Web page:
Intel’s most recent processor roadmap, released earlier this week, reveals their plans for technology extending all the way into the 32-nanometer realm.
The roadmap reveals some new codenames for the world to gawk at, including Medfield, which is slated for 2010, and it’s predecessor, Pineview, which should be on its way for a 2009 release. The two processors are still based on 45-nanometer technology, much like today’s Atom processor.
Pineview might be housing Intel’s own graphics processing technology, right on the chip.
The Medfield chip would be part of a new generation that includes the processor, memory controller, multimedia functions and I/O into a single chip. It’s also reported that battery life of netbooks that include the chips will have their battery lives drastically increased.
We're not sure what else AMD can do at this point to turn its fortunes around, save for releasing a Core i7 killer. Since sitting at the top of the performance hill with its Athlon 64 architecture, AMD has been on a steady downward fall and has tried everything to get back on track. Job cuts, a new CEO, internal reorganization, and even branching off into separate design and manufacturing companies. The end result? AMD is still struggling to make a buck.
This time its the sluggish global economy to blame, but the reason hardly seems to matter. No matter what the culprit, investors have to be feeling the pinch from AMD's recent fourth-quarter revenue estimates, which is down a whopping 25 percent. The company's third-quarter revenue sat at $1.59 billion, and Q4 is on target to drop to $1.19 billion. Ouch.
AMD isn't the only one going through tough times, but according to Endpoint Technologies Associates analyst Roger Kay, "AMD is proportionately more relieant on consumers than Intel. It's not good for Intel. How could it be good for AMD?"
One has to wonder just how long AMD can keep posting disappointing numbers, regardless of the reason.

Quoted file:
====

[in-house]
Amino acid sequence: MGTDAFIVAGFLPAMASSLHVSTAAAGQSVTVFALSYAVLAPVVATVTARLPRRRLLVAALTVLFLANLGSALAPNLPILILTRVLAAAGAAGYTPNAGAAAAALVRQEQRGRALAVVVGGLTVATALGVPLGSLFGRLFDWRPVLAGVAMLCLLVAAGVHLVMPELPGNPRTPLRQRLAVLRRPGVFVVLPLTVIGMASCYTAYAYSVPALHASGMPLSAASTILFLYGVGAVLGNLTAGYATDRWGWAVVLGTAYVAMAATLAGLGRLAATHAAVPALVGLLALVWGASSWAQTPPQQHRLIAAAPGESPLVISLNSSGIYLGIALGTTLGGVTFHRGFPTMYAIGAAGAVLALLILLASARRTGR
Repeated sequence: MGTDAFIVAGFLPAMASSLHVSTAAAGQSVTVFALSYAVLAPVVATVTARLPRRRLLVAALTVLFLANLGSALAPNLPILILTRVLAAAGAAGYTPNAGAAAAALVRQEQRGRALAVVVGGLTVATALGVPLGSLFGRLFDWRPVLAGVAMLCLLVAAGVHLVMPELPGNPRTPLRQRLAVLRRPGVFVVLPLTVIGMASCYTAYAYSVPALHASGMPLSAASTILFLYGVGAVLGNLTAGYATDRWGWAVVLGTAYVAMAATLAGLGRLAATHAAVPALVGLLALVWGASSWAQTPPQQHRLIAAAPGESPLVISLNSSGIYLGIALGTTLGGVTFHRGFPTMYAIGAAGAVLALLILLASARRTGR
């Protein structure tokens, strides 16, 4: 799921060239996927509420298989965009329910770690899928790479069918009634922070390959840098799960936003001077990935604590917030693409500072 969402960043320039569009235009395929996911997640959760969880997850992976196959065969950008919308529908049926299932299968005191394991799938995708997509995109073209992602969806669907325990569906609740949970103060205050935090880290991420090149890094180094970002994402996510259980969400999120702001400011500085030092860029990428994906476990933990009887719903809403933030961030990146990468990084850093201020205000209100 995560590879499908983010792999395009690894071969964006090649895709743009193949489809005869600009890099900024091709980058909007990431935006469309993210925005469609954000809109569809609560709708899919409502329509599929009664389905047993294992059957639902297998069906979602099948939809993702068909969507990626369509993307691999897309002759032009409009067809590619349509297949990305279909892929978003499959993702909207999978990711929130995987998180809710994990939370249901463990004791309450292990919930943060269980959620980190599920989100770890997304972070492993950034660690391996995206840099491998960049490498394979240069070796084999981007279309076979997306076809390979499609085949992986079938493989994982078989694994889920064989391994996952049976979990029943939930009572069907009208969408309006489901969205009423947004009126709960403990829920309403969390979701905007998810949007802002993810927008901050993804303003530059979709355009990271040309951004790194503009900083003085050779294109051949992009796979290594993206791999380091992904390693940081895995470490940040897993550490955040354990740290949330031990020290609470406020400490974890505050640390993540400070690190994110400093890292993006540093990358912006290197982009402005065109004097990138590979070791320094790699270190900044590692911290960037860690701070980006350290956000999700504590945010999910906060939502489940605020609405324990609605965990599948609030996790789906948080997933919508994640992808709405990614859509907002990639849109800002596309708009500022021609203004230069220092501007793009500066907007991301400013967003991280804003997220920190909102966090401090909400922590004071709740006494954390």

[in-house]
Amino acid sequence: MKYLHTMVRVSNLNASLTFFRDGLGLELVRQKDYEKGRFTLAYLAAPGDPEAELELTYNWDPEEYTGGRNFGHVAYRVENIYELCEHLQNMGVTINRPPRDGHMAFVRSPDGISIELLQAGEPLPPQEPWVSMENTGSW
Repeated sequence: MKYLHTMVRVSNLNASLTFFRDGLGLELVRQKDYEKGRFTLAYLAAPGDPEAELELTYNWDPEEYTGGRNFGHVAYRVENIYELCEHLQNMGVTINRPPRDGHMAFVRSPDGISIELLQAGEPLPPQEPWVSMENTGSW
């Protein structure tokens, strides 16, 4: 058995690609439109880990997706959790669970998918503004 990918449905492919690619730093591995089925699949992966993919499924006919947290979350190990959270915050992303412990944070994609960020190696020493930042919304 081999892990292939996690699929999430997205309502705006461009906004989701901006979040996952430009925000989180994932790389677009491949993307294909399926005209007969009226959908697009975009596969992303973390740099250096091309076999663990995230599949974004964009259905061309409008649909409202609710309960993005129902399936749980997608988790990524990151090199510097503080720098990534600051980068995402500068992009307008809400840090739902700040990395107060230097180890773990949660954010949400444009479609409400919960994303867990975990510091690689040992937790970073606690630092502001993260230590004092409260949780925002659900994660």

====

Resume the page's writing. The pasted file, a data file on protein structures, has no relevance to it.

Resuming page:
Adobe's come up with a new tool that could ultimately change the way you look at web browsing. As it stands now, glimpsing back in time means honing your Google-fu, with no real efficient way of looking at a particular page or subject by date. Adobe's Zoetrope tool changes all that.
Of course, you can already go back in time using projects like the Internet Archive, but Zoetrope makes such methods seem rudimentary by comparison. With Zoetrope, a user can look back hours, days, or months by pulling on a scrollbar at the bottom of any given webpage. And that's just the beginning. By drawing a selection box over any part of a particular page - like stock prices, for example - Zoetrope makes it possible to scroll back in time just on the selected portion while the rest of the page remains the same. From there, you can make multiple selections, link them together, and turn them into graphs. Let's say Nvidia just announced a price drop on one of its videocards. Using Zoetrope, you could head over to Newegg and highlight one or more cards, then scroll back in time and quickly determine if price drops are few and far between or fairly consistent.
A description really doesn't do the technology justice, and thankfully Technology Review has posted a video of the nifty tool in action. Check it out, then hit the jump and tell us what you think.
Newsflash - consumers hate DRM! Could it be that Apple finally got the message? Apparently so, according to a rumor at AppleInsider. Apple has yet to make an announcement, but AppleInsider claims iTunes may be dropping DRM completely starting tomorrow.
"A report from last week brought to AppleInsider's attention by French technology site ElectronLibre asserts that it's now 'clear' Apple will spark new interest in its music store by removing DRM from tracks published by Sony, Universal and Warner on December 9th,"AppleInsider writes.
Apple's iTunes Store, which claims 70 percent of the online digital music market, already offers DRM-free tracks from EMI and indie content. If all tracks moved to the same format, it could deal a blow to the competition, such as Amazon and Walmart, both of which offer DRM-free tracks from all major studios.
Throwing a wet blanket on the rumor is Cnet, who says that come tomorrow, don't expect any big changes. Cnet acknowledges that Apple is in negotiations with Universal, Sony, and Warner, but warned that none of the deals are final, with at least one source saying "it's unlikely Apple will have anything to announce regarding DRM-free music from the top labels before the end of the year."
In other words, cross your fingers but remain skeptical.
If you haven't yet made the plunge to Firefox 3.0, you might want to put it near the top of your to-do list (don' forget to call your mother as well). Should it still slip your mind, Mozilla will actively be encouraging users to upgrade.
"With the holidays fast approaching, later today Mozilla will start offering a gift to Firefox 22.214.171.124 users - a free upgrade to Firefox 3.0.4," Mozilla wrote in a blog post, "the very latest and best browser from Mozilla offering more speed, requiring less memory, and providing the safest and easiest web browsing experience available."